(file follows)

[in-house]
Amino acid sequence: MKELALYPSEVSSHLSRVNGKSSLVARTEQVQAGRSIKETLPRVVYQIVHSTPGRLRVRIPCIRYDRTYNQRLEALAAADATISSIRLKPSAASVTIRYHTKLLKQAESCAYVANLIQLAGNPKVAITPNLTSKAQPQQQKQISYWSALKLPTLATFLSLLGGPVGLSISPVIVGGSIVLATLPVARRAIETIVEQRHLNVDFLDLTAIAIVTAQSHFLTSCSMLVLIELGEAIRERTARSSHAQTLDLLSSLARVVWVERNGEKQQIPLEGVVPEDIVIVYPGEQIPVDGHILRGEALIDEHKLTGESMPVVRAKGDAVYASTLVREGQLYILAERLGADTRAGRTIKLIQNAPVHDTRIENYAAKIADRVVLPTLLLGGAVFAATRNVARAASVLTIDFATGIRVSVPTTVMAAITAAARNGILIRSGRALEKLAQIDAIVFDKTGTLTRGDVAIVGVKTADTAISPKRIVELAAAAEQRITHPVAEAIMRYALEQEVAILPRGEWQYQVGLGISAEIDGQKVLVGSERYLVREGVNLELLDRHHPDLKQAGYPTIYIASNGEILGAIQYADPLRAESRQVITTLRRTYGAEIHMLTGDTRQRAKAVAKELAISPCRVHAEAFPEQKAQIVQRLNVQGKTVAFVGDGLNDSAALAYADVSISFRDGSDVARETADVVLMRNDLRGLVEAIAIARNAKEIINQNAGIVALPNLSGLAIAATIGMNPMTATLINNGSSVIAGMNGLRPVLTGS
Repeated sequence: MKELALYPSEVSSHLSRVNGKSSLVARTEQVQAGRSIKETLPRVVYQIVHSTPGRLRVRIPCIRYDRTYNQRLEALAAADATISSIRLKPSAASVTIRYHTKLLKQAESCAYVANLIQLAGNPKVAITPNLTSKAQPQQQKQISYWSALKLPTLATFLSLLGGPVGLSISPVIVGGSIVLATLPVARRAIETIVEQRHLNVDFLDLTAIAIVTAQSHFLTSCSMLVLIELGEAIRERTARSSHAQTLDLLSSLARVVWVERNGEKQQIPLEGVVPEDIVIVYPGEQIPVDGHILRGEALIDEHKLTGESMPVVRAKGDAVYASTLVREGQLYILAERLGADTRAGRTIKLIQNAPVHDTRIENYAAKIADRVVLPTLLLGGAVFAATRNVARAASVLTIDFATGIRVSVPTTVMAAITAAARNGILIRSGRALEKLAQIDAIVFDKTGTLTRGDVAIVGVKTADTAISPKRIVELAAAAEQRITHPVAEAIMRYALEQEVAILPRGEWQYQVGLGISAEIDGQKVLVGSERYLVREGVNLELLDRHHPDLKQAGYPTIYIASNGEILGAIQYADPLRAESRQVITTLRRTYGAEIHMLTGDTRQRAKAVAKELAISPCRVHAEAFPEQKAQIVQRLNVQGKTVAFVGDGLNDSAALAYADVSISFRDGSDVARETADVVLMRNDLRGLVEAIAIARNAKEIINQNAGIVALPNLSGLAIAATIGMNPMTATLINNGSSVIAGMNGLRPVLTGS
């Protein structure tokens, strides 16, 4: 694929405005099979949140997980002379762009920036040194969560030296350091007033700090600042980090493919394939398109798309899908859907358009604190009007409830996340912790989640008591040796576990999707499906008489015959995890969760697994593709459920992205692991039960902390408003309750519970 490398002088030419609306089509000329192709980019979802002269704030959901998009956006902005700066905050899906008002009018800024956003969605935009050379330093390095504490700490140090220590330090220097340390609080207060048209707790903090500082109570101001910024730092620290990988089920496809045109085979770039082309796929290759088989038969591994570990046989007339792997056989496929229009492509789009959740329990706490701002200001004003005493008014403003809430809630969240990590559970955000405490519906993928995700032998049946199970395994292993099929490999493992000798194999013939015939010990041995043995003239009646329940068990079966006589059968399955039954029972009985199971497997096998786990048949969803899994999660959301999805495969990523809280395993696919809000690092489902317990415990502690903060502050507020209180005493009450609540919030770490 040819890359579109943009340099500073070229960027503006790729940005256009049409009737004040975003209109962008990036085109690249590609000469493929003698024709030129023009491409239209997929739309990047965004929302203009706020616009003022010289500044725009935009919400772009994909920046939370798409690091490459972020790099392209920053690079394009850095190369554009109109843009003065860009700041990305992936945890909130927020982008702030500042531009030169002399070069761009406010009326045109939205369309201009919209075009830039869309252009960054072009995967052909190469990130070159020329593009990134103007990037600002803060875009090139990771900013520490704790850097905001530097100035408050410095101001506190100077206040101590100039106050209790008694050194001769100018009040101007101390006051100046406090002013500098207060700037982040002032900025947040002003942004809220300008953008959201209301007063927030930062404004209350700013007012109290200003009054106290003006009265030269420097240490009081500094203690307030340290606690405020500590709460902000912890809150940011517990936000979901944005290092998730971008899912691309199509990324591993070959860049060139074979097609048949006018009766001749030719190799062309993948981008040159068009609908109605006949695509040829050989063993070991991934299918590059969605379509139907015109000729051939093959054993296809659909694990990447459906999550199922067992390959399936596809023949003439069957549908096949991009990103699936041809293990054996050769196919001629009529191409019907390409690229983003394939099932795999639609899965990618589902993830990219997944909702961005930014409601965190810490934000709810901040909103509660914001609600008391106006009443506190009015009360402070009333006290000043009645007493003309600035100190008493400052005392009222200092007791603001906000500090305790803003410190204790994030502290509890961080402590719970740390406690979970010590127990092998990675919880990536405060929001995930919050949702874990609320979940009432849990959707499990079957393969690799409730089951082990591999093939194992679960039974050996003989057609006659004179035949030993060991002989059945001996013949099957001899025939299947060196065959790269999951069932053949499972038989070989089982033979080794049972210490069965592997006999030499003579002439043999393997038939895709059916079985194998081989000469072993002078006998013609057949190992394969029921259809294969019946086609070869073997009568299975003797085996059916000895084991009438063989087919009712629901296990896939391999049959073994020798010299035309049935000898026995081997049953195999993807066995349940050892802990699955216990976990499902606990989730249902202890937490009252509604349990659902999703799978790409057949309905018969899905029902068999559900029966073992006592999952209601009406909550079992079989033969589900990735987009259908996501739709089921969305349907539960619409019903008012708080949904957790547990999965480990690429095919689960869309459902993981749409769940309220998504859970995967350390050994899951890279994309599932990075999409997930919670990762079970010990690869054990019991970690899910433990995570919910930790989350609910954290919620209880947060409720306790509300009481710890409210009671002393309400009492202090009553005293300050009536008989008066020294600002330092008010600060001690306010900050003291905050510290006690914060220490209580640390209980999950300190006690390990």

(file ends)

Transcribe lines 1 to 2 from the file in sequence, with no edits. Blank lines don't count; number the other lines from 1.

[in-house]
Amino acid sequence: MKELALYPSEVSSHLSRVNGKSSLVARTEQVQAGRSIKETLPRVVYQIVHSTPGRLRVRIPCIRYDRTYNQRLEALAAADATISSIRLKPSAASVTIRYHTKLLKQAESCAYVANLIQLAGNPKVAITPNLTSKAQPQQQKQISYWSALKLPTLATFLSLLGGPVGLSISPVIVGGSIVLATLPVARRAIETIVEQRHLNVDFLDLTAIAIVTAQSHFLTSCSMLVLIELGEAIRERTARSSHAQTLDLLSSLARVVWVERNGEKQQIPLEGVVPEDIVIVYPGEQIPVDGHILRGEALIDEHKLTGESMPVVRAKGDAVYASTLVREGQLYILAERLGADTRAGRTIKLIQNAPVHDTRIENYAAKIADRVVLPTLLLGGAVFAATRNVARAASVLTIDFATGIRVSVPTTVMAAITAAARNGILIRSGRALEKLAQIDAIVFDKTGTLTRGDVAIVGVKTADTAISPKRIVELAAAAEQRITHPVAEAIMRYALEQEVAILPRGEWQYQVGLGISAEIDGQKVLVGSERYLVREGVNLELLDRHHPDLKQAGYPTIYIASNGEILGAIQYADPLRAESRQVITTLRRTYGAEIHMLTGDTRQRAKAVAKELAISPCRVHAEAFPEQKAQIVQRLNVQGKTVAFVGDGLNDSAALAYADVSISFRDGSDVARETADVVLMRNDLRGLVEAIAIARNAKEIINQNAGIVALPNLSGLAIAATIGMNPMTATLINNGSSVIAGMNGLRPVLTGS